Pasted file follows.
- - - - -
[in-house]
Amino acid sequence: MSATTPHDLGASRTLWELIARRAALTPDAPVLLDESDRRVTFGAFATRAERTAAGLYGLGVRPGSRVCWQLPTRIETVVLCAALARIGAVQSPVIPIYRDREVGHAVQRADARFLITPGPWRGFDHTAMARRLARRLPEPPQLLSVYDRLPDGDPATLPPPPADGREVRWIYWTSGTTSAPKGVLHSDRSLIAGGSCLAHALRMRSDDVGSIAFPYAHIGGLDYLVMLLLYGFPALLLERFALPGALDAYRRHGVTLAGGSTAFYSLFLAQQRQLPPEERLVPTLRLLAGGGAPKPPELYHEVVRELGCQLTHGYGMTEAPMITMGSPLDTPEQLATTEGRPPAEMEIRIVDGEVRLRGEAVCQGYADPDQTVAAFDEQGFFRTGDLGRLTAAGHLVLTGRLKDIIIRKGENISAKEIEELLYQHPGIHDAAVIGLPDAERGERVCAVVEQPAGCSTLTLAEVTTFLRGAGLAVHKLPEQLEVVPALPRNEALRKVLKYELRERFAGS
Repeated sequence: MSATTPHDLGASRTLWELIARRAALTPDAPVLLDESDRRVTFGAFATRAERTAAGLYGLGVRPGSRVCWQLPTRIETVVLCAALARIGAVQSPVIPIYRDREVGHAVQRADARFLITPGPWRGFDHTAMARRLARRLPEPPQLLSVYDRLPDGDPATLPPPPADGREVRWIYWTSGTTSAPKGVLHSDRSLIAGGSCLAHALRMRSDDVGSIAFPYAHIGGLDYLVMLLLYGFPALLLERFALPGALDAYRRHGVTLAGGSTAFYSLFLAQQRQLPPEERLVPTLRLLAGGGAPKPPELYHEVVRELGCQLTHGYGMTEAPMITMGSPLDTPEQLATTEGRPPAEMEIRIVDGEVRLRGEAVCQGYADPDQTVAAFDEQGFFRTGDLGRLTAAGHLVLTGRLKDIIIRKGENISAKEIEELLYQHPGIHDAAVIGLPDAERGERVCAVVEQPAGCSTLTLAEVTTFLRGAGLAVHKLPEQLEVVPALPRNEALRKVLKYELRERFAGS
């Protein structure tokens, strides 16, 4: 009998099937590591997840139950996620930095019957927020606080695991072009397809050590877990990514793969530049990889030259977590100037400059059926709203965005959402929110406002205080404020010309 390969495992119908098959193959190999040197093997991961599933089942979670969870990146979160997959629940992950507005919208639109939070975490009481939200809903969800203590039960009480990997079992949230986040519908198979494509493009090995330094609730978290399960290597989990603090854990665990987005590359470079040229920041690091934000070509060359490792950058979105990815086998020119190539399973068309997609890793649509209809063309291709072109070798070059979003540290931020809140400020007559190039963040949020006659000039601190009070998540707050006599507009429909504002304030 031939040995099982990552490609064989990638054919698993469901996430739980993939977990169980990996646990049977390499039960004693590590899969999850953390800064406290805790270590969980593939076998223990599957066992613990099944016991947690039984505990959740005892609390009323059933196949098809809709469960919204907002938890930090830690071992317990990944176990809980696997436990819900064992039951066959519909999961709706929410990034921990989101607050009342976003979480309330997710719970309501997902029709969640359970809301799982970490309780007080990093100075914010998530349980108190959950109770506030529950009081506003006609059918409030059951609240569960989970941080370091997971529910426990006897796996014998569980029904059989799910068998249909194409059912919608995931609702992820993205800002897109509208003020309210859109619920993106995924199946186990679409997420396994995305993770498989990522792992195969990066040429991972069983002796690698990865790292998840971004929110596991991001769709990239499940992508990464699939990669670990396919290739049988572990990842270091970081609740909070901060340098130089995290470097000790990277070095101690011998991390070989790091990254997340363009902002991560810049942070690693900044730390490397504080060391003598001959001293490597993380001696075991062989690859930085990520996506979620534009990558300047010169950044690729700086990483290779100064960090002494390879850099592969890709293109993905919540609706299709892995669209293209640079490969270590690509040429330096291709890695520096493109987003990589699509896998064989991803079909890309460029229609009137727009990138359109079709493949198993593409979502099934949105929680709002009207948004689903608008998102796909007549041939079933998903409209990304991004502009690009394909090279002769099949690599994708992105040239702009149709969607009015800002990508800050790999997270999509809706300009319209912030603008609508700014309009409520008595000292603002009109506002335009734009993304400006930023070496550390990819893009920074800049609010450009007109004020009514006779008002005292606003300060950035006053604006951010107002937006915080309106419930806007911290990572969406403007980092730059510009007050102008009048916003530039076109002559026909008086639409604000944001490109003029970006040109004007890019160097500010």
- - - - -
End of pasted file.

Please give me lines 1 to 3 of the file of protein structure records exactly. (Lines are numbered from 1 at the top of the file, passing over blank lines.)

[in-house]
Amino acid sequence: MSATTPHDLGASRTLWELIARRAALTPDAPVLLDESDRRVTFGAFATRAERTAAGLYGLGVRPGSRVCWQLPTRIETVVLCAALARIGAVQSPVIPIYRDREVGHAVQRADARFLITPGPWRGFDHTAMARRLARRLPEPPQLLSVYDRLPDGDPATLPPPPADGREVRWIYWTSGTTSAPKGVLHSDRSLIAGGSCLAHALRMRSDDVGSIAFPYAHIGGLDYLVMLLLYGFPALLLERFALPGALDAYRRHGVTLAGGSTAFYSLFLAQQRQLPPEERLVPTLRLLAGGGAPKPPELYHEVVRELGCQLTHGYGMTEAPMITMGSPLDTPEQLATTEGRPPAEMEIRIVDGEVRLRGEAVCQGYADPDQTVAAFDEQGFFRTGDLGRLTAAGHLVLTGRLKDIIIRKGENISAKEIEELLYQHPGIHDAAVIGLPDAERGERVCAVVEQPAGCSTLTLAEVTTFLRGAGLAVHKLPEQLEVVPALPRNEALRKVLKYELRERFAGS
Repeated sequence: MSATTPHDLGASRTLWELIARRAALTPDAPVLLDESDRRVTFGAFATRAERTAAGLYGLGVRPGSRVCWQLPTRIETVVLCAALARIGAVQSPVIPIYRDREVGHAVQRADARFLITPGPWRGFDHTAMARRLARRLPEPPQLLSVYDRLPDGDPATLPPPPADGREVRWIYWTSGTTSAPKGVLHSDRSLIAGGSCLAHALRMRSDDVGSIAFPYAHIGGLDYLVMLLLYGFPALLLERFALPGALDAYRRHGVTLAGGSTAFYSLFLAQQRQLPPEERLVPTLRLLAGGGAPKPPELYHEVVRELGCQLTHGYGMTEAPMITMGSPLDTPEQLATTEGRPPAEMEIRIVDGEVRLRGEAVCQGYADPDQTVAAFDEQGFFRTGDLGRLTAAGHLVLTGRLKDIIIRKGENISAKEIEELLYQHPGIHDAAVIGLPDAERGERVCAVVEQPAGCSTLTLAEVTTFLRGAGLAVHKLPEQLEVVPALPRNEALRKVLKYELRERFAGS